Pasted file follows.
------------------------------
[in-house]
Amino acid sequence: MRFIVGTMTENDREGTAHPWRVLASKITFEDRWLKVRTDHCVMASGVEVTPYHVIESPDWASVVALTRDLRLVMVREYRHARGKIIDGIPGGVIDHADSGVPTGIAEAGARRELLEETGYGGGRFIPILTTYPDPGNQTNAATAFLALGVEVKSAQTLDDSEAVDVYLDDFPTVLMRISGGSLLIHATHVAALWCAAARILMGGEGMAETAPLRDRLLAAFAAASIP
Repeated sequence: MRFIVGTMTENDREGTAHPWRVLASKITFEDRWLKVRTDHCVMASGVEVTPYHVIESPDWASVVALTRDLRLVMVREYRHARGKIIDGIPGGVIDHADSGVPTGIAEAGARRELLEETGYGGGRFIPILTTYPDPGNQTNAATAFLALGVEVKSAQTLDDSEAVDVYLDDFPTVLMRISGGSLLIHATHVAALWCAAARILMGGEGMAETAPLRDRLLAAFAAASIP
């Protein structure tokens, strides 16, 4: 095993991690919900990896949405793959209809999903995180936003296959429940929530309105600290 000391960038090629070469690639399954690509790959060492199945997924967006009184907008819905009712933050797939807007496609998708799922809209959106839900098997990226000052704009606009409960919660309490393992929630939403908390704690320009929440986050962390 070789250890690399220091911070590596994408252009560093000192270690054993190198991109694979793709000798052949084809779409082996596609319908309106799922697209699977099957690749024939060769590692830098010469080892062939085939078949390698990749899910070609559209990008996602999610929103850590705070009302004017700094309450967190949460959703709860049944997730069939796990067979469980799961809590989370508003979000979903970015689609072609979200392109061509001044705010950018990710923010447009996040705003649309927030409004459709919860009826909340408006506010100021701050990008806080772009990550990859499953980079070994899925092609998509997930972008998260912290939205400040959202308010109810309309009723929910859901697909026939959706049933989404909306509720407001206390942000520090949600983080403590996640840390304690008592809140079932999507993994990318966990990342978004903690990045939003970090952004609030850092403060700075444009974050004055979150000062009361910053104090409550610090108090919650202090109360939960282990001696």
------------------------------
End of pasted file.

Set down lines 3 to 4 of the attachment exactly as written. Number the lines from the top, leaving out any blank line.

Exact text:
Repeated sequence: MRFIVGTMTENDREGTAHPWRVLASKITFEDRWLKVRTDHCVMASGVEVTPYHVIESPDWASVVALTRDLRLVMVREYRHARGKIIDGIPGGVIDHADSGVPTGIAEAGARRELLEETGYGGGRFIPILTTYPDPGNQTNAATAFLALGVEVKSAQTLDDSEAVDVYLDDFPTVLMRISGGSLLIHATHVAALWCAAARILMGGEGMAETAPLRDRLLAAFAAASIP
């Protein structure tokens, strides 16, 4: 095993991690919900990896949405793959209809999903995180936003296959429940929530309105600290 000391960038090629070469690639399954690509790959060492199945997924967006009184907008819905009712933050797939807007496609998708799922809209959106839900098997990226000052704009606009409960919660309490393992929630939403908390704690320009929440986050962390 070789250890690399220091911070590596994408252009560093000192270690054993190198991109694979793709000798052949084809779409082996596609319908309106799922697209699977099957690749024939060769590692830098010469080892062939085939078949390698990749899910070609559209990008996602999610929103850590705070009302004017700094309450967190949460959703709860049944997730069939796990067979469980799961809590989370508003979000979903970015689609072609979200392109061509001044705010950018990710923010447009996040705003649309927030409004459709919860009826909340408006506010100021701050990008806080772009990550990859499953980079070994899925092609998509997930972008998260912290939205400040959202308010109810309309009723929910859901697909026939959706049933989404909306509720407001206390942000520090949600983080403590996640840390304690008592809140079932999507993994990318966990990342978004903690990045939003970090952004609030850092403060700075444009974050004055979150000062009361910053104090409550610090108090919650202090109360939960282990001696």